The New State Pension – How Much Will You Receive?

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A recent report shows the new state pension announcement in October 2015 caused widespread confusion. Chris Bolton (Managing Director Retirement Solutions – Aviva UK Life) stated ‘Many over 55’s are confused or unaware of the changes to the state pension and how it will affect retirement’. According to an Aviva report, 27% of those approaching retirement (55-64 year olds) were completely unaware of the new state pension. Of those who were aware 42% were unsure if they would receive the full payment. It appears much of the confusion relates to the impact of opting out.

Back to the content of the announcement. You can claim the new state pension if you reach retirement age on, or after, 6 April 2016. It does not apply to men born before 6 April 1951 or women born before 6 April 1953 who will retain their existing payments. The weekly payment has increased to £155.61 but (here is where the confusion starts) this is a maximum dependent on the amount of National Insurance contributions made in a working lifetime. If you have had a significant break from paying contributions it will have an impact but by far the biggest issue is the impact of contracting out.

In 1978 a secondary element was added to the state pension. This was originally known as SERPS (State Earnings Related Pension Scheme) but its name was changed to S2P (State Second Pension) in 2002. In 1998 the Government provided an incentive for people to leave SERPS and pay a reduced national insurance contribution.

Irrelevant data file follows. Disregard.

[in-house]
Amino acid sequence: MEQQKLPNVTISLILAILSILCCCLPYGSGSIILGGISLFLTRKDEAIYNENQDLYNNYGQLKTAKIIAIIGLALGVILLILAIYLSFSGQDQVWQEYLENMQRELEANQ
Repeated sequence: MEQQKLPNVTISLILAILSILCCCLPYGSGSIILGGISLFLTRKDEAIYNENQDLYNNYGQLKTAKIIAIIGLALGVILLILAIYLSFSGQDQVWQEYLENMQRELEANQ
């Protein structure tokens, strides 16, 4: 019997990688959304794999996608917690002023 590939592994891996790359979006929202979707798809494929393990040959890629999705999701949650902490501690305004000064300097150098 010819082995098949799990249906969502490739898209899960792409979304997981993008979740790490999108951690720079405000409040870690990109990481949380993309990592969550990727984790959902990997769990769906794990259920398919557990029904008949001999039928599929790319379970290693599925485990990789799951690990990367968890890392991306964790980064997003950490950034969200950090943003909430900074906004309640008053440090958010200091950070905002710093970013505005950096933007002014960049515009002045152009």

In 2012 the rules changed again and everyone was contracted back into S2P. If an individual contracted out when it was first introduced and stayed contracted out for 24 years they would have paid less than the full NI contribution over that period. Latest statistics show from those reaching retirement age in the next 20 years 80% will have opted out at some point.

The Department for Works and Pensions (DWP) will assume those that contracted out will have built up a private pension fund using the money that was not paid as National Insurance. They will make a calculation on how much this fund may be worth based on the opted out time period and then deduct this from the amount payable as the state pension.

The details of the calculation are not known and there is no appeal process. Early indications show an individual who stayed contracted out for the full term would receive approximately £3,000 per year less in state pension payments. The deduction will be more than the total of reduced NI contributions as a factor will be included to cover the expected growth of the opted out personal pension policy. The Government has however offered those nearing retirement the option to make a lump sum payment to top up their state pension entitlement.

Of course, if an individual’s contracting out personal pension has performed well it may cover the loss of state pension benefit. Much of the controversy relates to what the Government did (or did not) make clear at the point contracting out was introduced. Should you have any questions about the new state pension please give us a call on 0800 043 8341 or Email enquiries@thepensionreviewservice.com

The information in this article does not constitute financial or other professional advice.

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